The silver, slab-sided folding knives they issued us in SERE didn’t even have locking blades. Bear and cougar attacks were exceedingly rare, but not unheard of in the Rockies, and both species lived in Saylor Park. I thought Roland’s blade might be long enough to get into a big cat’s vitals, in the unlikely event I or one of my comrades was ever getting shredded by a giant feline. At the time, it might even have been worth the risk to be attacked by a large predator–we all could’ve eaten our fill, if we lived through it! But that night, we were far more concerned about not freezing to death than we were about the gnawing pits in our stomachs, which we were almost used to by then.

Our rain shelter, such as it was, consisted of two narrow triangles of silky nylon fabric, each little more than a foot and a half wide at the base, and about 3 to 4 feet tall, adjoined together on the long side. The planes of each triangle were about 60 degrees off from one another, so it formed 2/3 of a narrow triangular pyramid. I built it over a small section of water-soaked log, barely long enough for two starving, skinny post-adolescents to sit on side-by-side.

It was open on one side, and not really wide enough for both of our torsos and two arms apiece. In order to fit in, we had to wrap our closest arms around the other guy’s back. We squatted on the wet log, shivering, with our soggy socks in boots hanging out of the shelter in the rain.

We had no prayer of starting a proper fire (add two more days of rain to the water-logged forest since the adventure with Shelly above). My Bic lighter still had some juice, though, so I held it close to our faces and sparked it up. Whit both cupped his free hand around it as I held down the lever with my trembling thumb. When our faces, which were side by side, warmed up a bit, I would doze off from exhaustion (and / or from hypothermia), sometimes singeing one of my eyebrows, which would wake me up. Then I’d have to spark it up again.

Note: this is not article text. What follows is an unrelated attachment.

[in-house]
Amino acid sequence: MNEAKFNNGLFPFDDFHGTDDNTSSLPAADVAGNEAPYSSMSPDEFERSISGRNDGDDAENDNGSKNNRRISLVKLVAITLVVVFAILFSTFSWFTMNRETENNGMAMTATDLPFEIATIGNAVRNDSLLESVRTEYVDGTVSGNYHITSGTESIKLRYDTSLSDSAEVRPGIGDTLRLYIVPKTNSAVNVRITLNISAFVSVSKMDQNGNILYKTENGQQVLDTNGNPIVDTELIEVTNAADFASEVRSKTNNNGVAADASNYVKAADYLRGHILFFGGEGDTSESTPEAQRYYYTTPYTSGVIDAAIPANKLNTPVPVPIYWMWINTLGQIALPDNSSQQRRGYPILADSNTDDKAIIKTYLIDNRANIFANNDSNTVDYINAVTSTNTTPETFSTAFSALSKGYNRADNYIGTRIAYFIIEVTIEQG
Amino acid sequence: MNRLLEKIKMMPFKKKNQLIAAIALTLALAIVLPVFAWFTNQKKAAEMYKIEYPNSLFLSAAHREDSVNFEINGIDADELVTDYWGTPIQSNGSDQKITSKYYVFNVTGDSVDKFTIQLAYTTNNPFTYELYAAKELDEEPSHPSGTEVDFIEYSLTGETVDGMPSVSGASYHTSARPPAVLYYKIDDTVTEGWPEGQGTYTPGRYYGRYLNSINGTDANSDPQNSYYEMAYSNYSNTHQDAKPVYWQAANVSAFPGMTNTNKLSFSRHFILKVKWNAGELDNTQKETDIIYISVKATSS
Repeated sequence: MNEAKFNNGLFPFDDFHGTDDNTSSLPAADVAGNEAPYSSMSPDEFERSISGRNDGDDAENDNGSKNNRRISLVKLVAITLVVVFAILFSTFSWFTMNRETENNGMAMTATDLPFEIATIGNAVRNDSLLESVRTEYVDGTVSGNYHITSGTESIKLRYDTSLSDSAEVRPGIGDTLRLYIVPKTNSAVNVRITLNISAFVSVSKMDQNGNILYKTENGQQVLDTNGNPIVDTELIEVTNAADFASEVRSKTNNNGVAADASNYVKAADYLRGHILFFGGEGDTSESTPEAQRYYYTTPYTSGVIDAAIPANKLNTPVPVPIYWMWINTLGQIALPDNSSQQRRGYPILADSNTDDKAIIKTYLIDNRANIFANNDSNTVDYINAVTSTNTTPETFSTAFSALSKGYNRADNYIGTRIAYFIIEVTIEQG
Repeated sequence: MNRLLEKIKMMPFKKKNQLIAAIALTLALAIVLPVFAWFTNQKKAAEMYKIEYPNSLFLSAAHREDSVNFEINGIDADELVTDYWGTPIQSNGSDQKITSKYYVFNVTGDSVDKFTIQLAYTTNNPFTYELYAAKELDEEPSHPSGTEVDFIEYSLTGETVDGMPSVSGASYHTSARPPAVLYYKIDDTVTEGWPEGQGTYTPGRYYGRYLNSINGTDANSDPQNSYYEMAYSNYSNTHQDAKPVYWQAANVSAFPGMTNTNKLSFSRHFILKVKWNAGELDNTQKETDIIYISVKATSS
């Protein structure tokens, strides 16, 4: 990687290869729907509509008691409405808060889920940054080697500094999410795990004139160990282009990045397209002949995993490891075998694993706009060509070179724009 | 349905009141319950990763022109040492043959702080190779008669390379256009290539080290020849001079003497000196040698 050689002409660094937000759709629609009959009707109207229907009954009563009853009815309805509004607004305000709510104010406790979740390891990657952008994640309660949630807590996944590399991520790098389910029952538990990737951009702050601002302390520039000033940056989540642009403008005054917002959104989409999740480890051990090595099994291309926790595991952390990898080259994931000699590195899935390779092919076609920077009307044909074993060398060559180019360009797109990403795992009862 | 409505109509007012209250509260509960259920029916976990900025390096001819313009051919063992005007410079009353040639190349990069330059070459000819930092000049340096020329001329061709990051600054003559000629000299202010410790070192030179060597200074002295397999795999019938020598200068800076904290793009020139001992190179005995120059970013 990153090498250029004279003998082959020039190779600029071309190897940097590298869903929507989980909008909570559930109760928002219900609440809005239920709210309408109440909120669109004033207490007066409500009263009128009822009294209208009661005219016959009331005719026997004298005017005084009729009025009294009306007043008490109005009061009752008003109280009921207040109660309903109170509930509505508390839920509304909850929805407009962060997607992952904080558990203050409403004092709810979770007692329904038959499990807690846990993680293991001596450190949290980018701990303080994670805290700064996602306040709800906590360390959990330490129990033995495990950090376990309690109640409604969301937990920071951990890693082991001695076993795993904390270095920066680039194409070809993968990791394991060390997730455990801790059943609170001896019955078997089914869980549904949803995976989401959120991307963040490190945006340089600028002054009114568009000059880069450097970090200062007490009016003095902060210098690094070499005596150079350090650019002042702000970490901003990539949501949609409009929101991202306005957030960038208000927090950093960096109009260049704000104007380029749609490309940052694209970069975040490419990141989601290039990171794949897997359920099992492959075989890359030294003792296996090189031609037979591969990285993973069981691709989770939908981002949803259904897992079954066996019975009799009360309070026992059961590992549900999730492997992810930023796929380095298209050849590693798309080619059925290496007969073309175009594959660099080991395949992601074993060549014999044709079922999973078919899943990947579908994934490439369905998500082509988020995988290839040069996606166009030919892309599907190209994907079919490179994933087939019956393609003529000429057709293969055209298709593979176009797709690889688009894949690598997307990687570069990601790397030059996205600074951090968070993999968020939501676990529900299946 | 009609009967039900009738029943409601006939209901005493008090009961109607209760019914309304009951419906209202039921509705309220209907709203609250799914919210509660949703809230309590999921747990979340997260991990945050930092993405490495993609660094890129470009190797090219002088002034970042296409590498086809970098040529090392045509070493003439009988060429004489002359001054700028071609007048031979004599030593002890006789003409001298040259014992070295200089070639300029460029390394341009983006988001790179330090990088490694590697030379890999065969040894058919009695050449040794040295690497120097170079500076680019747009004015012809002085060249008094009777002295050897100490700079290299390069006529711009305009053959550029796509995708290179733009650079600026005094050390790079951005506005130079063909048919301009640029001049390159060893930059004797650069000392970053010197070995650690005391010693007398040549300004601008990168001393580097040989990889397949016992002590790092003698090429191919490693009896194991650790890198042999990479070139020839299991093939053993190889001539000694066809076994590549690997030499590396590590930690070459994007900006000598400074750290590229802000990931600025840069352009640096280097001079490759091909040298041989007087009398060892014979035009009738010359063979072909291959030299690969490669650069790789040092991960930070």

To this day the distinct smells of wet canvas, wet nylon, wet wool, or burnt hair take me back to that miserable night.

The lighter didn’t contribute much to our overall store of caloric content, but we clung to it like a pair of rats to a floating plank from a shipwreck. After a while, the meager warmth of our nearly conjoined bodies made us slightly less miserable–or maybe we were just getting numb.

We didn’t like each other much at the time. But we were arm-in-arm, keeping each other alive.

After spending what must’ve been hours like that, Whit said, “You know, we should go out for a beer after this.”

–George H, Lead Instructor, Heloderma Medical

Another signature characteristic of the JPSK were the two holes in the crossguard (visible in those photo). This feature may have been adopted from the last-ditch pole bayonets the Japanese issued to civilians in the waning days of WWII. The holes were for lashing to a stick to make a spear. For those of you not old enough to get the reference of that Combat Search and Rescue morale patch, you see, there was this singer named Elvis Presley. He was very famous. After Elvis died in 1977, there was this persistent rumor that he had faked his own death in order to return to a life of hassle-free anonymity. Rabid fans and crazy people kept claiming they sighted him for years . . .

The first part of this post was excerpted from the training summary for a Heloderm Pediatric First Aid, CPR & AED class.